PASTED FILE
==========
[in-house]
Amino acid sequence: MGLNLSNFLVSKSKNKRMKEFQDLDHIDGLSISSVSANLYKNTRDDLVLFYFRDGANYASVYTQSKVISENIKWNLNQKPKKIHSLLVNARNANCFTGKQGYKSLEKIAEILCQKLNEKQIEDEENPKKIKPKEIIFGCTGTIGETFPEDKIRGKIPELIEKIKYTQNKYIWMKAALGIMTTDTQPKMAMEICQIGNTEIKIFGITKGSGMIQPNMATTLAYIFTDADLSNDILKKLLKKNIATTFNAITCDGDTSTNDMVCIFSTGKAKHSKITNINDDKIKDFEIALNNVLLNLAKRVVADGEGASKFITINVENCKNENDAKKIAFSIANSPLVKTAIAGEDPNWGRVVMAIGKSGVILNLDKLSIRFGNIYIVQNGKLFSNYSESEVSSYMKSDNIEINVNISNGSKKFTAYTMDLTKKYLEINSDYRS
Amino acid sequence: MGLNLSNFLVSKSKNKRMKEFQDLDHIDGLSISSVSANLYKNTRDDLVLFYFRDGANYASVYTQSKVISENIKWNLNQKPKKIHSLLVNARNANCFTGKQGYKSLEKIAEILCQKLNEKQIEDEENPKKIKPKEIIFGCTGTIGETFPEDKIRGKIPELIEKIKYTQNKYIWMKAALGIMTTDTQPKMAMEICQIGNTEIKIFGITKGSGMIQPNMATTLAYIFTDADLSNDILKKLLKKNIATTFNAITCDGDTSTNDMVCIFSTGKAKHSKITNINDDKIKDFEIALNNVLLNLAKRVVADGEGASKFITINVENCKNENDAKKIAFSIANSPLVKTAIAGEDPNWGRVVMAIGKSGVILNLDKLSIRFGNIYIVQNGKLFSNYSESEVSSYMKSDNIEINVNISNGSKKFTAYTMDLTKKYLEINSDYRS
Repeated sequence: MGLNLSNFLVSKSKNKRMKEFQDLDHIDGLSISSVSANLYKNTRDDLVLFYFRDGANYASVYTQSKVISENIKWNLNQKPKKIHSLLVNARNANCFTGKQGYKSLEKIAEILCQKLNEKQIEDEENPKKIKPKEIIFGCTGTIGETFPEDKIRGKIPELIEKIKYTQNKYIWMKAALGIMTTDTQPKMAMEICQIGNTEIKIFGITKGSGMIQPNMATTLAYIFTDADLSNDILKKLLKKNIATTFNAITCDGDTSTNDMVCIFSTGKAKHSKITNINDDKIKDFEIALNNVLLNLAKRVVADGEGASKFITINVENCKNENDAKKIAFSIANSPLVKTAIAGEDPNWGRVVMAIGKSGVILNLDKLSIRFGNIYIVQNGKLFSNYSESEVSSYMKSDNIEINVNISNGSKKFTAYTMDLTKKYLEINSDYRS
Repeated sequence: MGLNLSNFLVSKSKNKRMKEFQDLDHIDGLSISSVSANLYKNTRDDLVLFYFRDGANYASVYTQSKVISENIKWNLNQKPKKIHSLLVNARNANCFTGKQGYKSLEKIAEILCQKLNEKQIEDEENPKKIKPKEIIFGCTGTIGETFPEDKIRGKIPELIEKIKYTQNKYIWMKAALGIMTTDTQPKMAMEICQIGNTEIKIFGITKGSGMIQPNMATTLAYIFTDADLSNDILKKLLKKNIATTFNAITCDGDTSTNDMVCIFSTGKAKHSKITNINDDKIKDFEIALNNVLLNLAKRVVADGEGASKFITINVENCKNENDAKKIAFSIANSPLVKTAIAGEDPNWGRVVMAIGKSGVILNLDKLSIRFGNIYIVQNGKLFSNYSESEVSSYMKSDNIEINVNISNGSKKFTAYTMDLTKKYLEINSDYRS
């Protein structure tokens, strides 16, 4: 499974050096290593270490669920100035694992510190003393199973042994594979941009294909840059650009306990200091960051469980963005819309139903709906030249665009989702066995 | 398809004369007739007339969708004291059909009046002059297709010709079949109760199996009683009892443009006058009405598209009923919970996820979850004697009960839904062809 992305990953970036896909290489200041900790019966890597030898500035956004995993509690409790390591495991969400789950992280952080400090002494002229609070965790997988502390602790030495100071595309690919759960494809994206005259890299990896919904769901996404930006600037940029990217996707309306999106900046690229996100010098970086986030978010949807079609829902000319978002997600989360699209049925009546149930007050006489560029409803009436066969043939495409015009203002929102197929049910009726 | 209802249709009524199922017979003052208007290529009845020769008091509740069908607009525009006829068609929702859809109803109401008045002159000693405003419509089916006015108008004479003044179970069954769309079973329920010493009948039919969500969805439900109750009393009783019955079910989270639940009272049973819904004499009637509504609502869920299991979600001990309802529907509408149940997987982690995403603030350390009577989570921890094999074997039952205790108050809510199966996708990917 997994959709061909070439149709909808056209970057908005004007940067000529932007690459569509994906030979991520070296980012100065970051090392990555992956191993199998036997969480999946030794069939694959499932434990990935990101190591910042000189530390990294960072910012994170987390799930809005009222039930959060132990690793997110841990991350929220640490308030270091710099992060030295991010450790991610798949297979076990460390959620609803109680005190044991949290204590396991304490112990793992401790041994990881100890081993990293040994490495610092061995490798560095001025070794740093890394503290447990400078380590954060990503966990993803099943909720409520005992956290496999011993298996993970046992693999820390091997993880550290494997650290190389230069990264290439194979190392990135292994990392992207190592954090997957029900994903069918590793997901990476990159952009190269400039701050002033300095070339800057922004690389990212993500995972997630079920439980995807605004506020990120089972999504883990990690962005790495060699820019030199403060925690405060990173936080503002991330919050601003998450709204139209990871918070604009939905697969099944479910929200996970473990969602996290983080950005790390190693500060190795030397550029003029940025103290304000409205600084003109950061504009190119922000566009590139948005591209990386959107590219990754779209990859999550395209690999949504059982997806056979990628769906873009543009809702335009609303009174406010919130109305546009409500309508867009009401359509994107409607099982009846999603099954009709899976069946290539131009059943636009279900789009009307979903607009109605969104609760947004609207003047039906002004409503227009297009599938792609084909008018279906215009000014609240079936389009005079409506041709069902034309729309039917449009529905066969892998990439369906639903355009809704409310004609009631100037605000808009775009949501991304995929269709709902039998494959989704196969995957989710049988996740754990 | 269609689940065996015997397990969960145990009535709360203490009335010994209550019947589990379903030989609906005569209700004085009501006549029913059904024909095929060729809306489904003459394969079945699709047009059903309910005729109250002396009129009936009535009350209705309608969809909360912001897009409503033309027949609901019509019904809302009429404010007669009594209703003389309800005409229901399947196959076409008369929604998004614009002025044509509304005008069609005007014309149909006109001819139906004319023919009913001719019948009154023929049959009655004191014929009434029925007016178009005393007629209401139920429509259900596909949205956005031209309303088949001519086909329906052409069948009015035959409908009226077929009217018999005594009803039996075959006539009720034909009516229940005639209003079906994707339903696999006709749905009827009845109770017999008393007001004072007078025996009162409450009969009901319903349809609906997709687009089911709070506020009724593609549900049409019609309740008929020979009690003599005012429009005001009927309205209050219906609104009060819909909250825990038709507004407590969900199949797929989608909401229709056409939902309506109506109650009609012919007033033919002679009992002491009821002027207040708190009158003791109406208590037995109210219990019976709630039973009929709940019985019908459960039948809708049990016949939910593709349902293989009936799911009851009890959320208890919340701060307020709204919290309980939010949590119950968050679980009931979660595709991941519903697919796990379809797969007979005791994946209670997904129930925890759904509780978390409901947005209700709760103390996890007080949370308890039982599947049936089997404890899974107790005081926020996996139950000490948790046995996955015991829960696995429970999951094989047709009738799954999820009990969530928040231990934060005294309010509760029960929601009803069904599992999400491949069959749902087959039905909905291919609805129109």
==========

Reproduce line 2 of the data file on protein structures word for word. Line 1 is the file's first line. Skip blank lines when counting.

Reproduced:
Amino acid sequence: MGLNLSNFLVSKSKNKRMKEFQDLDHIDGLSISSVSANLYKNTRDDLVLFYFRDGANYASVYTQSKVISENIKWNLNQKPKKIHSLLVNARNANCFTGKQGYKSLEKIAEILCQKLNEKQIEDEENPKKIKPKEIIFGCTGTIGETFPEDKIRGKIPELIEKIKYTQNKYIWMKAALGIMTTDTQPKMAMEICQIGNTEIKIFGITKGSGMIQPNMATTLAYIFTDADLSNDILKKLLKKNIATTFNAITCDGDTSTNDMVCIFSTGKAKHSKITNINDDKIKDFEIALNNVLLNLAKRVVADGEGASKFITINVENCKNENDAKKIAFSIANSPLVKTAIAGEDPNWGRVVMAIGKSGVILNLDKLSIRFGNIYIVQNGKLFSNYSESEVSSYMKSDNIEINVNISNGSKKFTAYTMDLTKKYLEINSDYRS